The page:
And more and more and more: the Irish pipeline to Villanova

Villanova's flying Irishman, Ron Delany

Villanova’s flying Irishman, Ron Delany

On March 1st, 1981, an Irish-Republican prisoner by the name of Bobby Sands began a hunger strike in Maze Prison, Northern Ireland. His demands, and those of his followers, were that the inmates be treated as political prisoners, rather than common criminals. Four days later, Frank Maguire, the sitting MP for Fermanagh and South Tyrone, died relatively suddenly, prompting a by-election for his seat in the British House of Commons. The imprisoned Sands ran for the seat from his cell, winning election in mid-April. Despite this electoral victory, Sands had still not won the concessions demanded before his hunger strike. His health continued to decline, until he passed away in the first week of May. More than 100,000 people mourned at his funeral, Sands having become a martyr to Irish Nationalism. Many credit his electoral victory as proving populist support for the Republican cause, and paving the way for the Republicans’ “Armalite and Ballot Box” strategy, in which they simultaneously fought for power using paramilitary groups (Armalite refers to the AR-18 assault rifle they largely used) and elections — a strategy which became increasingly focused on elections during the 1990’s, when the cease fires and Good Friday agreement led to the large-scale disarmament of paramilitary groups. While the direct influence of Sands’ hunger strike remains ambiguous (the demands were never fully acceded to, and the strike was abandoned after nine further deaths), he remains a powerful symbol of pride in Irish National circles, the subject of murals throughout Ireland.

Mural in Falls Road, Belfast

Mural in Falls Road, Belfast

All of which is to say, it’s unlikely that many in Ireland noticed that, on March 22, 1981, only 3 weeks after one of his Irish Proteges (Eamonn Coghlan) set the world indoor mile record, Jumbo Elliott, head coach of Villanova Track & Field and de facto leader of an Irish athletics revolution in college track, passed away. During the previous 30 years, Elliott’s “Irish Pipeline” had become a mainstay of collegiate track and field, helping the school to four cross-country titles and one track and field championship. It’s no surprise that in John Parker’s novel “Once a Runner”, one of the protagonists primary rivals is “Eamonn O’Rork” a “genuine imported Irishman”.*

(*Interestingly, in the book there’s a throwaway line that mentions O’Rork attends East Tennessee State, which, according to an article by  PJ Browne apparently had an Irish Pipeline of its own, including ‘the Leddy brothers, Frank Greally, and most notably [1974 Boston Marathon Champion] Neil Cusack’. So there you go.)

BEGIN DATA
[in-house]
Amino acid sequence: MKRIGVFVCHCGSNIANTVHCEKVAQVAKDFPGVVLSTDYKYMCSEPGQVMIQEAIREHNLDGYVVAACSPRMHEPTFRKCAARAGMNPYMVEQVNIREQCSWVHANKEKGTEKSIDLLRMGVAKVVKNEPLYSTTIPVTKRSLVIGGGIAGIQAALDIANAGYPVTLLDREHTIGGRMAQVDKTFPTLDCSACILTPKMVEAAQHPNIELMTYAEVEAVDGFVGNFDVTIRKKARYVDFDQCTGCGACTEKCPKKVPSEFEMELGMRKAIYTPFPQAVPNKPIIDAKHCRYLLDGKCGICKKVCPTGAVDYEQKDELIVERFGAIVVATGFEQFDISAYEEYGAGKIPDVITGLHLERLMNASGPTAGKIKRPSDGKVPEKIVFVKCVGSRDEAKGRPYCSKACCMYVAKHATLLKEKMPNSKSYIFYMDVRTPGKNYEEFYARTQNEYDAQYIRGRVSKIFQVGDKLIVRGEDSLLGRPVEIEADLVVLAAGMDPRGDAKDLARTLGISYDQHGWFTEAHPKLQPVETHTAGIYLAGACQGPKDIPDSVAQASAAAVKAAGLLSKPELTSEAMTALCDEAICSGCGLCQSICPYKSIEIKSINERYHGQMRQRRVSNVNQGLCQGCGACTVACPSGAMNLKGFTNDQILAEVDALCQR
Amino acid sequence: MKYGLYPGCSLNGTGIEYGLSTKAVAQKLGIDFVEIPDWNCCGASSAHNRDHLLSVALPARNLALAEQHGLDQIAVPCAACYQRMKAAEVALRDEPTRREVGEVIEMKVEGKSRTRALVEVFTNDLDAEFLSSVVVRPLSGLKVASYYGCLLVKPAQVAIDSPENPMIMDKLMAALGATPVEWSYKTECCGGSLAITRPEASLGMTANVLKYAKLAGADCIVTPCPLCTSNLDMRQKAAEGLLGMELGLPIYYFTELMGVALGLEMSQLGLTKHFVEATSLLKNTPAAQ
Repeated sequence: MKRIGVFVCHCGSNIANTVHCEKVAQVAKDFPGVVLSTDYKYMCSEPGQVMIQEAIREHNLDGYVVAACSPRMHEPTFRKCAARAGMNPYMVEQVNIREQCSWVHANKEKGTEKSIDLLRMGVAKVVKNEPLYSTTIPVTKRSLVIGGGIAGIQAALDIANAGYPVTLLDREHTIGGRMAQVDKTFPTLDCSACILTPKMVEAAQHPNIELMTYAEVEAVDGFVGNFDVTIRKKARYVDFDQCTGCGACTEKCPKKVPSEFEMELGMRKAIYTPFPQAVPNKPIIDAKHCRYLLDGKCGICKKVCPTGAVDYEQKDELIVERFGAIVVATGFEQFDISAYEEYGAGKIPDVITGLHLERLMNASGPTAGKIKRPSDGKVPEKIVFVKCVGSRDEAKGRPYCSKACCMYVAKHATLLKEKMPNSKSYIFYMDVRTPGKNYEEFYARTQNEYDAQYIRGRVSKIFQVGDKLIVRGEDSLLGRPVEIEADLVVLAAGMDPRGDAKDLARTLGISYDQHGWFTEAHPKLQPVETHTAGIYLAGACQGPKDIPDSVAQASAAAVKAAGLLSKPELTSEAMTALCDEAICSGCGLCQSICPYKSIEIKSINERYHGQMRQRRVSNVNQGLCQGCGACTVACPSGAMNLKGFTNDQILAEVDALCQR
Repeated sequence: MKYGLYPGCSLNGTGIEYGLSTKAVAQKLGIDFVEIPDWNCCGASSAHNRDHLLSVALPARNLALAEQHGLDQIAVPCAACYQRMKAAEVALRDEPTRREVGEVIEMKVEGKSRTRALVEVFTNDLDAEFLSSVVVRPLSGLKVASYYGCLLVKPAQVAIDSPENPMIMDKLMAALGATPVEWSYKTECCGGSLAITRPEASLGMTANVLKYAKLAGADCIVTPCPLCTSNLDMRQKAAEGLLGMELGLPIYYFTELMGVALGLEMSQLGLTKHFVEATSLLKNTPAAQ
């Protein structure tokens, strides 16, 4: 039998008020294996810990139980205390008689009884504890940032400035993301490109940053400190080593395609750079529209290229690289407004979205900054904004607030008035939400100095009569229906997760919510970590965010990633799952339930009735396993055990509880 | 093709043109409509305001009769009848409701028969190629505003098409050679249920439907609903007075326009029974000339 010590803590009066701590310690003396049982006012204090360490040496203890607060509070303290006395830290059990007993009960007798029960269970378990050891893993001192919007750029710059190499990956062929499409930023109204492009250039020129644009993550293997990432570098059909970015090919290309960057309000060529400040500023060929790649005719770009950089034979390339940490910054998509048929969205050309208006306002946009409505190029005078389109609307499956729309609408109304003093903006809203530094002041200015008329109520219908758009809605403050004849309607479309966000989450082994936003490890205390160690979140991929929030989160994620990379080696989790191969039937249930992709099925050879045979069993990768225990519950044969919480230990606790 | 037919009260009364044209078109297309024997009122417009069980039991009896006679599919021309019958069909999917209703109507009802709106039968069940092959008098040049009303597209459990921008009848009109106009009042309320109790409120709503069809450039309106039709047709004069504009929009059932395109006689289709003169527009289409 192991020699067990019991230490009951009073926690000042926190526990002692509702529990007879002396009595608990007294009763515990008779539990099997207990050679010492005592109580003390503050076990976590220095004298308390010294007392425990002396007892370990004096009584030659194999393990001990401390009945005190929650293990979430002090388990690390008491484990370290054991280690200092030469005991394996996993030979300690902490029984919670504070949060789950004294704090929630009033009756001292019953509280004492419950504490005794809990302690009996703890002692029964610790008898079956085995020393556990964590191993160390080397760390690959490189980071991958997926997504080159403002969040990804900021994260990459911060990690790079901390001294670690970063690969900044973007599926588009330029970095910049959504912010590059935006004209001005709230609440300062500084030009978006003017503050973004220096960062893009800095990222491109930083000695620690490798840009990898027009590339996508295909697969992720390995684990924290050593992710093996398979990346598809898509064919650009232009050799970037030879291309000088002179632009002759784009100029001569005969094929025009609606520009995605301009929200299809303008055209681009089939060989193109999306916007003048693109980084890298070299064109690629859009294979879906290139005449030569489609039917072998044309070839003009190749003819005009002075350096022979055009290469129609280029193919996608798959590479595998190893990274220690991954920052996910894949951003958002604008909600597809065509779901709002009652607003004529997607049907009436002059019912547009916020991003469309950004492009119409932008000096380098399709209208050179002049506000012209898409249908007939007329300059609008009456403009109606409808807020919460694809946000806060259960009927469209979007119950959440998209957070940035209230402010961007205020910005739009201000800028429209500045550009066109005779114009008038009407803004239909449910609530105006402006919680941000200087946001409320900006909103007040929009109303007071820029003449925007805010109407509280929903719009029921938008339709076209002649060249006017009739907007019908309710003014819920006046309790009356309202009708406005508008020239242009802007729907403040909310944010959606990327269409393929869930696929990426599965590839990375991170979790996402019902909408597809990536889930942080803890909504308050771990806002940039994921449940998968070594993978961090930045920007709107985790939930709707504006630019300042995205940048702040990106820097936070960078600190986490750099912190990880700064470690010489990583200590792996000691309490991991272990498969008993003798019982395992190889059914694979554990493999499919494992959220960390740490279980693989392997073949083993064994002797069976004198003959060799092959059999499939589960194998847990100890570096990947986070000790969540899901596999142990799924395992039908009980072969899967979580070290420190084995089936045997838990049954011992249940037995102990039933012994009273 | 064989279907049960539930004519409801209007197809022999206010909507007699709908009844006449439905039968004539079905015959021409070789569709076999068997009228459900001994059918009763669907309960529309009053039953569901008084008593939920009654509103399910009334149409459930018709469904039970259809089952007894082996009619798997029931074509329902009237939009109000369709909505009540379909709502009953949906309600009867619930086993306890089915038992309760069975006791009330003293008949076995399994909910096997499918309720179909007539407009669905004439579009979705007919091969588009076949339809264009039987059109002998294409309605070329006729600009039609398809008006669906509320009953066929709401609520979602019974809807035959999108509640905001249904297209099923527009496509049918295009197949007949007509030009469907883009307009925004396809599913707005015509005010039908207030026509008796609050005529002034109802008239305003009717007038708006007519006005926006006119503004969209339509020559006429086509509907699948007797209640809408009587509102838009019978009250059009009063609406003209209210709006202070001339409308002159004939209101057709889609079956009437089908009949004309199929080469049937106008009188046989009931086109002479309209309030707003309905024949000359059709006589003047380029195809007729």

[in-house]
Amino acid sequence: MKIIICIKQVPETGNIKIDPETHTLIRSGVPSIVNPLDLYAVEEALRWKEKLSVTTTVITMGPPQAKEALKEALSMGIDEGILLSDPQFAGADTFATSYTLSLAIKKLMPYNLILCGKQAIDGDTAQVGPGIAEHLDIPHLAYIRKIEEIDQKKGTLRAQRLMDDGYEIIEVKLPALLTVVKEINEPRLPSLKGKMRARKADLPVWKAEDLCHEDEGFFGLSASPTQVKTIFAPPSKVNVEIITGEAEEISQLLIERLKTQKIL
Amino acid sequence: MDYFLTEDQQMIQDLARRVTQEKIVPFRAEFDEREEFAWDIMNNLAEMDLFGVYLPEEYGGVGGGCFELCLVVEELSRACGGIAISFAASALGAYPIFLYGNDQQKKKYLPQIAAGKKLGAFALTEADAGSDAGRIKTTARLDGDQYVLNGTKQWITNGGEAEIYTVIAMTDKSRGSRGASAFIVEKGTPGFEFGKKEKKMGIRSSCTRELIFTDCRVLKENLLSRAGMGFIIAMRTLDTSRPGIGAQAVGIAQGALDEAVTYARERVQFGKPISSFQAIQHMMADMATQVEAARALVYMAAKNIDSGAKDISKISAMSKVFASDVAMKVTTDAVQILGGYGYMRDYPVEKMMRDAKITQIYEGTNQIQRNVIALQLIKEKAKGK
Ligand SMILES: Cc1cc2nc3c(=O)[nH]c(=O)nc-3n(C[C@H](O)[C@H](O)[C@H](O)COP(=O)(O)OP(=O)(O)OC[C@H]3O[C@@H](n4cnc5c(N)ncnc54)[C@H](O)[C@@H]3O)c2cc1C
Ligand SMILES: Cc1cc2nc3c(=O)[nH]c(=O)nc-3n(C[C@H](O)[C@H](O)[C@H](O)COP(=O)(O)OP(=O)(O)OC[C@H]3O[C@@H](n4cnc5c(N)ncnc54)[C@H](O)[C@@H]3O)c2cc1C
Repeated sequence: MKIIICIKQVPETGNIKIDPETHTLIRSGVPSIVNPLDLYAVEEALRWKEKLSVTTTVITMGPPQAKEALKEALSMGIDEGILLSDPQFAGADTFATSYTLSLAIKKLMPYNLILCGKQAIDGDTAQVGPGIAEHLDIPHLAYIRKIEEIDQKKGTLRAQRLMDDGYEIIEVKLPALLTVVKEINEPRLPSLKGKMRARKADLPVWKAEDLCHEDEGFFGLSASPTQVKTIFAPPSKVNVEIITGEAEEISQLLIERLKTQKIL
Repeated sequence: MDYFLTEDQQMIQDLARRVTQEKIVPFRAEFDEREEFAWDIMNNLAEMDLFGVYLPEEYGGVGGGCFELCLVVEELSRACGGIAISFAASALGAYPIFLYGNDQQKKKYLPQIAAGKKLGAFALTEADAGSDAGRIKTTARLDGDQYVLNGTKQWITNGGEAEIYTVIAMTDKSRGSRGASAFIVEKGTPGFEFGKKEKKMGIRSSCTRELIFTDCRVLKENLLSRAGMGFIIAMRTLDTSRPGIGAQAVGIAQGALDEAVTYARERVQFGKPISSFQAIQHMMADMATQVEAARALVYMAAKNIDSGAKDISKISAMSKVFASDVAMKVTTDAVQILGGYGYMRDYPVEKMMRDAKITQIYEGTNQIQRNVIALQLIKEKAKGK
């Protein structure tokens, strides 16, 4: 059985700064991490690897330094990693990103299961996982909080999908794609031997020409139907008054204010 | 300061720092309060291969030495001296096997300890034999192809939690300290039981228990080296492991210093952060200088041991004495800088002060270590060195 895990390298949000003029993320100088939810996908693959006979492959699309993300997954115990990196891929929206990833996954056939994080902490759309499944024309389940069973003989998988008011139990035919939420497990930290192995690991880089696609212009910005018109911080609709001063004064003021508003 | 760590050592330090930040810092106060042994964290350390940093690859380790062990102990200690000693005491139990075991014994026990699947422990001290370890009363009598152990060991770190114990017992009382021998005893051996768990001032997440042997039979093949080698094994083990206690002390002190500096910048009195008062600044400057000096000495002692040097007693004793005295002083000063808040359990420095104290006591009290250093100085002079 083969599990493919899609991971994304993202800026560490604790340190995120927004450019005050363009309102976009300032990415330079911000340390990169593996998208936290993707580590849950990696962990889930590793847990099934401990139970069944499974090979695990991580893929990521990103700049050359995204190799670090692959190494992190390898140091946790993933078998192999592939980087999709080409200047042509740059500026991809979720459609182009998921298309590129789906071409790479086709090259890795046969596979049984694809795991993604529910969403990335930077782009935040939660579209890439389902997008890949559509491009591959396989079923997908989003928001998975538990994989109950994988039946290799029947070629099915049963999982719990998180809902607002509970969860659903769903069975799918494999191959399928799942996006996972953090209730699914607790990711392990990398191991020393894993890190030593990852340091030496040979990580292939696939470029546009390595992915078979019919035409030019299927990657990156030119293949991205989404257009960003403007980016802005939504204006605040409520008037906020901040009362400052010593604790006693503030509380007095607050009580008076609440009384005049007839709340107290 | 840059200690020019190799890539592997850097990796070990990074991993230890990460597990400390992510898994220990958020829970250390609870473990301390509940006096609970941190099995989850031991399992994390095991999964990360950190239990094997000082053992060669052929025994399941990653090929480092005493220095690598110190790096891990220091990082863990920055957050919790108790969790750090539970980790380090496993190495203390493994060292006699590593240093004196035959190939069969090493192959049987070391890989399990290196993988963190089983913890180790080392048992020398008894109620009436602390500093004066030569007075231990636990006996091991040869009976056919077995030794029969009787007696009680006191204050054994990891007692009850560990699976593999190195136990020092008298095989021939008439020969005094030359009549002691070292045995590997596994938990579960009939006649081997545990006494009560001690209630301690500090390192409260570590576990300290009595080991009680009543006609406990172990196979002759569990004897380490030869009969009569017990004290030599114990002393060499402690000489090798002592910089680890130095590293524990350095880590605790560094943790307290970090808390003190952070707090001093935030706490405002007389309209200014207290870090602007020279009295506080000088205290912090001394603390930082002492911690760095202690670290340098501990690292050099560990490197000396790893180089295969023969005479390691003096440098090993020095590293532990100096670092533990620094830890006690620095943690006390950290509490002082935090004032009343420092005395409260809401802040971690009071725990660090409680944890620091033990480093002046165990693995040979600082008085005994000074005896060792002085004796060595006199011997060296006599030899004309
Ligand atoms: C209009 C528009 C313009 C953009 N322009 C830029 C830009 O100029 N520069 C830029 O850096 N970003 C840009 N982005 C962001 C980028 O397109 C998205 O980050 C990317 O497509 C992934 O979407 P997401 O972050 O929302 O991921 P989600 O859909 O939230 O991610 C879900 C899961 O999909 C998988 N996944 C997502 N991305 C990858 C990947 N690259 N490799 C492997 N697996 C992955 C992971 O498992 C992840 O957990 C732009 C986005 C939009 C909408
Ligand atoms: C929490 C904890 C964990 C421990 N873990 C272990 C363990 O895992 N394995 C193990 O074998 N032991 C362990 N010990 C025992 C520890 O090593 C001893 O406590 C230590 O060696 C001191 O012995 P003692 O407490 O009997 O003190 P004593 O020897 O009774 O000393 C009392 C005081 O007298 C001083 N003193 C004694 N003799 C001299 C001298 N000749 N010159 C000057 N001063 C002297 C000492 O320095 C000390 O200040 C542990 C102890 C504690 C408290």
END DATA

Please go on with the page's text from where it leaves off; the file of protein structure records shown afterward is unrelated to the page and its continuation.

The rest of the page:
The Villanova pipeline began just following the 1948 London Olympics, when Jim “Jumbo” Elliott, Villanova class of 1935 and the newly instated part-time Athletics coach, convinced Jim Reardon, a 47.8 400M runner and Cummin Clancy (Discus), both from Ireland, to attend the school. When, a few years later, the Irish half-miler Ron Delany was considering attending school in the US, Reardon’s father recommended he make the trip to Villanova. After a slightly off-putting first interaction with Elliott (in which Elliott critiqued his form and declared Delany to be a miler, despite Delany’s not having run that race), Delany bought into the coach’s plan. The plan worked, with Delany upsetting the local favorite John Landy at the 1956 Melbourne Olympics 1500M — the premier event in a world that had just witnessed the competition to break four minutes for the mile. Upon this foundation, Elliott’s reputation was built — which in turn kept the talented Irishmen showing up at his door to be turned into champions.

And how did Elliott train his athletes? He raced them. A lot. The winter, in particular, consisted of week after week of races on the indoor tracks of the Eastern Sea-board. The Boston Garden, Madison Square Garden, wherever. Coghlan’s success on the indoor planks earned him the nickname “Chairman of the Boards”. Delany, Coghlan, and Marcus O’Sullivan, all Irish runners who went to Villanova, combined for 16 wins of the Wannamaker Mile (the premier event of Madison Square Garden’s Millrose Games), and 7 world records at either 1500 or 1 mile indoors.

It may have helped that some of Elliott’s Irish imports were older, and therefore more physically mature, than their American competitors — Reardon was 22 when he started, Coghlan turned 20 a month into his time at Villanova — which may have helped them survive Elliott’s punishing regimen.

During dual and championship meets, Elliott often asked his team to sacrifice their favored events in order to win points for the team. In particular, he focused on relays — often runners found out only days or hours before the event what they would be running. There are countless stories of Elliott hashing out the potential scoring opportunities and shuffling line-ups mid-meet in order to secure victory.*